- Limited functionality for offline use
- Animations and transitions can be sluggish on older/cheaper mobile devices
Figuring out hybrid mobile apps
Pros of hybrid mobile apps
- Access many native app features through the device
- Re-use existing code for web-based components of the app (no need to reprogram everything you already have available on the web)
Cons of hybrid mobile apps
- Can’t always use the native device hardware as efficiently as a native app
- Some native functionality features may not be available through the wrapper, requiring extra code for each platform or device
- Some platform-specific customizations can be costly
- Requires app store approval
A new alternative: progressive web apps (PWAs)
The term progressive web app was first talked about in 2015, but PWAs didn’t start getting popular until 2018. Now, thanks to this great (and persistent) writer from Medium (and Google), we even have a working definition and guidelines about what makes PWAs different from web and native apps.
OK, so what is a progressive web app?
Google sums PWAs up in one paragraph:
“Progressive Web Apps are experiences that combine the best of the web and the best of apps. They are useful to users from the very first visit in a browser tab, no install required. As the user progressively builds a relationship with the app over time, it becomes more and more powerful. It loads quickly, even on flaky networks, sends relevant push notifications, has an icon on the home screen, and loads as a top-level, full-screen experience.”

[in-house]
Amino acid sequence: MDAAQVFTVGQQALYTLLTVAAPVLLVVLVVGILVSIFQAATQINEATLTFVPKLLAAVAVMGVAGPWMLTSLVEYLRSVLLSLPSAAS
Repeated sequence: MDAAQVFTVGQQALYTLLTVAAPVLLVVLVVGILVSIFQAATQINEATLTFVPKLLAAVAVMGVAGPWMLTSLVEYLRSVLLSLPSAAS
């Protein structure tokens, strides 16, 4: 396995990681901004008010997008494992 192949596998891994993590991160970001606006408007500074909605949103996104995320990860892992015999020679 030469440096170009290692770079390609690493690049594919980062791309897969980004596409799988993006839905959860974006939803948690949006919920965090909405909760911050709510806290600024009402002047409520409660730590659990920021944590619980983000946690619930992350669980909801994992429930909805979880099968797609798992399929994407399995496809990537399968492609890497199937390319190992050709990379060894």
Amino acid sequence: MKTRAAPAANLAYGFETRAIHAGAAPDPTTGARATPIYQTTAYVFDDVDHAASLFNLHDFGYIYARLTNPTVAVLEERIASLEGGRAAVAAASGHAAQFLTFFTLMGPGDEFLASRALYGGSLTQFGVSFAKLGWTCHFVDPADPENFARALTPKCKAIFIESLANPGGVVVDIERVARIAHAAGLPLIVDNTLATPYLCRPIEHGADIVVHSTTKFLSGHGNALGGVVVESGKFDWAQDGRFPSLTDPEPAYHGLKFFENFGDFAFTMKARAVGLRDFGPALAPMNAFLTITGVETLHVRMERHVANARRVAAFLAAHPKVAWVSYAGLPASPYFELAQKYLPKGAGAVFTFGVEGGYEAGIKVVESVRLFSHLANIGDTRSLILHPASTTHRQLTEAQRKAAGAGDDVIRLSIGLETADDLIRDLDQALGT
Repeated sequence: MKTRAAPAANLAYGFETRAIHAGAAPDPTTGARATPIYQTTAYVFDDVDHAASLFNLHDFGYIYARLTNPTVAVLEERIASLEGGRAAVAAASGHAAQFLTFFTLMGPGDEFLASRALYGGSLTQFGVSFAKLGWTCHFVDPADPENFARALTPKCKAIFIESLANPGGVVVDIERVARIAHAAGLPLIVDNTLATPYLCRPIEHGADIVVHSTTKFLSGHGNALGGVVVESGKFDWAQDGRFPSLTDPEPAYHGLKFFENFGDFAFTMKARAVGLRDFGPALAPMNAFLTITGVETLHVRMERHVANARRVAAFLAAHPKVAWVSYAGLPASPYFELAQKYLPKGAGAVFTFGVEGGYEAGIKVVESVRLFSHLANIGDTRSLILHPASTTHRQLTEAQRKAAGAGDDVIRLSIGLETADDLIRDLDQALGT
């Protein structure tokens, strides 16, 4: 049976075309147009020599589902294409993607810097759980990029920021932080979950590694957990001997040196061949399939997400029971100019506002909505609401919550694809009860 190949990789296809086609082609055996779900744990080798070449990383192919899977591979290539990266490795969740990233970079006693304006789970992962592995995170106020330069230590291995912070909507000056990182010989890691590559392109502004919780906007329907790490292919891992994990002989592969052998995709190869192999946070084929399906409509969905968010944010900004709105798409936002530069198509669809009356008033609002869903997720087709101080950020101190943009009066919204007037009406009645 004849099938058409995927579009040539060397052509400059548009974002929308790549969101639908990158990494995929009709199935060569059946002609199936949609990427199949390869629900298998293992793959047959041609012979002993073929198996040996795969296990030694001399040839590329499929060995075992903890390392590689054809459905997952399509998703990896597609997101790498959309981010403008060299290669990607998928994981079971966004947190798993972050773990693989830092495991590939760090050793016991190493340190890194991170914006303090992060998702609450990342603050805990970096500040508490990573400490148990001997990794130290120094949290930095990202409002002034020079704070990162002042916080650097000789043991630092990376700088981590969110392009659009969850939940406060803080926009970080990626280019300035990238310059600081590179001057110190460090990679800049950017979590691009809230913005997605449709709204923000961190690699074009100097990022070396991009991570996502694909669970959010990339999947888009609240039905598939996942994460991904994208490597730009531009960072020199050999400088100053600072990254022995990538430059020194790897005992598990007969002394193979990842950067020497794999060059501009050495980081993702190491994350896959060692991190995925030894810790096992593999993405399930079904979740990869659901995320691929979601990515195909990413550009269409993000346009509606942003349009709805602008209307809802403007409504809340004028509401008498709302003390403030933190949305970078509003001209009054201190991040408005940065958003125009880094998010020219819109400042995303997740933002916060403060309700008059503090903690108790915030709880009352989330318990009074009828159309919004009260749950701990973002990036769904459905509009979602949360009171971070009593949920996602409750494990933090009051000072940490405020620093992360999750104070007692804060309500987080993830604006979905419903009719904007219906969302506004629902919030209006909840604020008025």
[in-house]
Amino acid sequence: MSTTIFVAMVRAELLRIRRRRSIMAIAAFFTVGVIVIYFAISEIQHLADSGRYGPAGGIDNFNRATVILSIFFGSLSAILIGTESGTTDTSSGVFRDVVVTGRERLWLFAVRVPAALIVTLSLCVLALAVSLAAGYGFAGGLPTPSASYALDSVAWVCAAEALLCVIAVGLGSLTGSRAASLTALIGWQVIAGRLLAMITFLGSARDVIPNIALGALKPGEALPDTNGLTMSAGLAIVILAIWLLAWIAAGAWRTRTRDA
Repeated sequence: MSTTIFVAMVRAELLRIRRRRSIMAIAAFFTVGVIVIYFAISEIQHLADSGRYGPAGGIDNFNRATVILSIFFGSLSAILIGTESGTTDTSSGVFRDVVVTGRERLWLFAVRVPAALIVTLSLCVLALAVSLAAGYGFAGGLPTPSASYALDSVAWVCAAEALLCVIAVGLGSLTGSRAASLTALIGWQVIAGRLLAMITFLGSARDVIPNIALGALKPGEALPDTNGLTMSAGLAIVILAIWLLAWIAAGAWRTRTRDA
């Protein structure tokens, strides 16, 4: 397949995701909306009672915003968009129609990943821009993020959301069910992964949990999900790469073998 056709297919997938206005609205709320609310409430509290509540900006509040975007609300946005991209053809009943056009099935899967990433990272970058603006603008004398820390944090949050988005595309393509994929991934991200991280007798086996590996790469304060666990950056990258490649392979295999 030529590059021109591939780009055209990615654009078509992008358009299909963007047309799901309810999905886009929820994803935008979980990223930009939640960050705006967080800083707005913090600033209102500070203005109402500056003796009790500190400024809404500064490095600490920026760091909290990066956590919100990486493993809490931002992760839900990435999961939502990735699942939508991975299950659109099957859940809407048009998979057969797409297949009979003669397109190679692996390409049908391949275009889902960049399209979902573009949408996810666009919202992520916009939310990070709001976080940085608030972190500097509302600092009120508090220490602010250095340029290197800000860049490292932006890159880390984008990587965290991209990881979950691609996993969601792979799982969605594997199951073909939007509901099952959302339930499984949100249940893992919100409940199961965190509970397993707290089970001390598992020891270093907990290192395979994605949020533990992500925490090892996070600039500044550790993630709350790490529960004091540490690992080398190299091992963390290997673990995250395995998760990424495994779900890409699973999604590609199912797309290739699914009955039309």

Essentially, PWAs are web apps… but better. They unify how apps work across all platforms and situations, combining the smooth, streamlined beauty and security of native apps with the flexibility of web apps. Visually, PWAs look like apps and feel like apps but run on any web browser and any platform. You can create a shortcut to the app right on your phone screen or desktop. Often this shortcut looks just like an app icon.
Progressive web app examples
Here are a few examples of some progressive web apps that you might be using every day.
If you think PWAs sound too good to be true, relax. They’re just a sign that technology keeps getting better and better.
Summing it up
With mobile devices continually on the rise—96% of Americans now own a cell phone—the need for businesses to consider tools and information solutions that work across both desktop and mobile only keep increasing. And times are changing. Mobile-only apps might be in the past, and progressive web apps might be the future.
To sum this post up—TL;DR—mobile app development might not be as hard as you think. And it might not just be limited to one platform or even just to mobile. The key is to think about exactly what you need and to talk with some people who know their stuff and can help you out.
Today’s tech is pretty cool, and you’re no longer limited to download and install. Compare these different app options to your ideas and study them against the needs of your users. Then take time to ask yourself and your business the pivotal question, “Where do we want to go?”